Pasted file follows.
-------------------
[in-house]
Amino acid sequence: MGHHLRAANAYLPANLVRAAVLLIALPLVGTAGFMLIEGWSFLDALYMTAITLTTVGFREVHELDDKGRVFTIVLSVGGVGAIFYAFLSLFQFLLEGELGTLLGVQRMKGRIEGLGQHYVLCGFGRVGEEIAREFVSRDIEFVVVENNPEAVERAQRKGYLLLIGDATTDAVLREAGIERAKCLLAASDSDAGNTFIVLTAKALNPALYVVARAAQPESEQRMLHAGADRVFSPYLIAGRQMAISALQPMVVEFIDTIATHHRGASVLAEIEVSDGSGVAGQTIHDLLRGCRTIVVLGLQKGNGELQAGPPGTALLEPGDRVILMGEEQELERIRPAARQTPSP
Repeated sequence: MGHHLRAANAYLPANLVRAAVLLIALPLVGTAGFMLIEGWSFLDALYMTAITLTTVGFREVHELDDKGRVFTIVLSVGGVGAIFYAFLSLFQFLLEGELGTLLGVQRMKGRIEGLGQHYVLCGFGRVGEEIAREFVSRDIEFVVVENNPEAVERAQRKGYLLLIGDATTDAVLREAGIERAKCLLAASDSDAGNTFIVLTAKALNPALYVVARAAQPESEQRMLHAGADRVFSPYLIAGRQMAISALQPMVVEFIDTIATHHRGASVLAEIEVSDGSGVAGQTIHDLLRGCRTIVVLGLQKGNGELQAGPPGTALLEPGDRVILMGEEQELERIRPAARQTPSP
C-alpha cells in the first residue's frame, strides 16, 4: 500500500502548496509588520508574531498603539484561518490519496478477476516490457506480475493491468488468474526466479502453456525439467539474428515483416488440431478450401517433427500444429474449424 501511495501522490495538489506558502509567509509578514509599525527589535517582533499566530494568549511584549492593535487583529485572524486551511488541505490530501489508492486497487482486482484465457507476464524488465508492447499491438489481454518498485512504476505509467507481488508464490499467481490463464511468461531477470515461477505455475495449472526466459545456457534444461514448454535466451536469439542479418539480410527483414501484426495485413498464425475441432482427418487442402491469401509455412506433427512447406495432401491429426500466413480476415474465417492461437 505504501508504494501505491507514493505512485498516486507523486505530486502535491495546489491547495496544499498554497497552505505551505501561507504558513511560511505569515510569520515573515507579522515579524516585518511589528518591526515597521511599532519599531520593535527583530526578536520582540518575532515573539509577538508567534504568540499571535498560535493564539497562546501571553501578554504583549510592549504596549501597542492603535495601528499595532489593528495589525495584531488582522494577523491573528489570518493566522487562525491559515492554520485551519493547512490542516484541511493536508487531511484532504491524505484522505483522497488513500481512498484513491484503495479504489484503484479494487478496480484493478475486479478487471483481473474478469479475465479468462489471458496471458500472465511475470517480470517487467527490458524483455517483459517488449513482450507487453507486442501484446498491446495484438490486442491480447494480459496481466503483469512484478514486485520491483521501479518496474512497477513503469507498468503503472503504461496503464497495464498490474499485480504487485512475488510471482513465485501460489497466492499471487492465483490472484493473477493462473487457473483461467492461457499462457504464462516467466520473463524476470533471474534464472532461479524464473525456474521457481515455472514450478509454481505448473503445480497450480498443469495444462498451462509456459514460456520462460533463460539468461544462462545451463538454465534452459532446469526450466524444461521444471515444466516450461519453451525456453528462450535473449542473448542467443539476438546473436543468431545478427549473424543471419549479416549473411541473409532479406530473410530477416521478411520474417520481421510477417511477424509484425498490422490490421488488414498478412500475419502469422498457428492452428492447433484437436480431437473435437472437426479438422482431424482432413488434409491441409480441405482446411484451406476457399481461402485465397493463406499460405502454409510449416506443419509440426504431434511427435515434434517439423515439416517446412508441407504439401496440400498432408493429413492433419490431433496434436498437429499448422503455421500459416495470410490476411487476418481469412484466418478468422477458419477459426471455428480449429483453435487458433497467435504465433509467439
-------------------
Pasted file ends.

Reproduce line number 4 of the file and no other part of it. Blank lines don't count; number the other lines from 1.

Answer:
C-alpha cells in the first residue's frame, strides 16, 4: 500500500502548496509588520508574531498603539484561518490519496478477476516490457506480475493491468488468474526466479502453456525439467539474428515483416488440431478450401517433427500444429474449424 501511495501522490495538489506558502509567509509578514509599525527589535517582533499566530494568549511584549492593535487583529485572524486551511488541505490530501489508492486497487482486482484465457507476464524488465508492447499491438489481454518498485512504476505509467507481488508464490499467481490463464511468461531477470515461477505455475495449472526466459545456457534444461514448454535466451536469439542479418539480410527483414501484426495485413498464425475441432482427418487442402491469401509455412506433427512447406495432401491429426500466413480476415474465417492461437 505504501508504494501505491507514493505512485498516486507523486505530486502535491495546489491547495496544499498554497497552505505551505501561507504558513511560511505569515510569520515573515507579522515579524516585518511589528518591526515597521511599532519599531520593535527583530526578536520582540518575532515573539509577538508567534504568540499571535498560535493564539497562546501571553501578554504583549510592549504596549501597542492603535495601528499595532489593528495589525495584531488582522494577523491573528489570518493566522487562525491559515492554520485551519493547512490542516484541511493536508487531511484532504491524505484522505483522497488513500481512498484513491484503495479504489484503484479494487478496480484493478475486479478487471483481473474478469479475465479468462489471458496471458500472465511475470517480470517487467527490458524483455517483459517488449513482450507487453507486442501484446498491446495484438490486442491480447494480459496481466503483469512484478514486485520491483521501479518496474512497477513503469507498468503503472503504461496503464497495464498490474499485480504487485512475488510471482513465485501460489497466492499471487492465483490472484493473477493462473487457473483461467492461457499462457504464462516467466520473463524476470533471474534464472532461479524464473525456474521457481515455472514450478509454481505448473503445480497450480498443469495444462498451462509456459514460456520462460533463460539468461544462462545451463538454465534452459532446469526450466524444461521444471515444466516450461519453451525456453528462450535473449542473448542467443539476438546473436543468431545478427549473424543471419549479416549473411541473409532479406530473410530477416521478411520474417520481421510477417511477424509484425498490422490490421488488414498478412500475419502469422498457428492452428492447433484437436480431437473435437472437426479438422482431424482432413488434409491441409480441405482446411484451406476457399481461402485465397493463406499460405502454409510449416506443419509440426504431434511427435515434434517439423515439416517446412508441407504439401496440400498432408493429413492433419490431433496434436498437429499448422503455421500459416495470410490476411487476418481469412484466418478468422477458419477459426471455428480449429483453435487458433497467435504465433509467439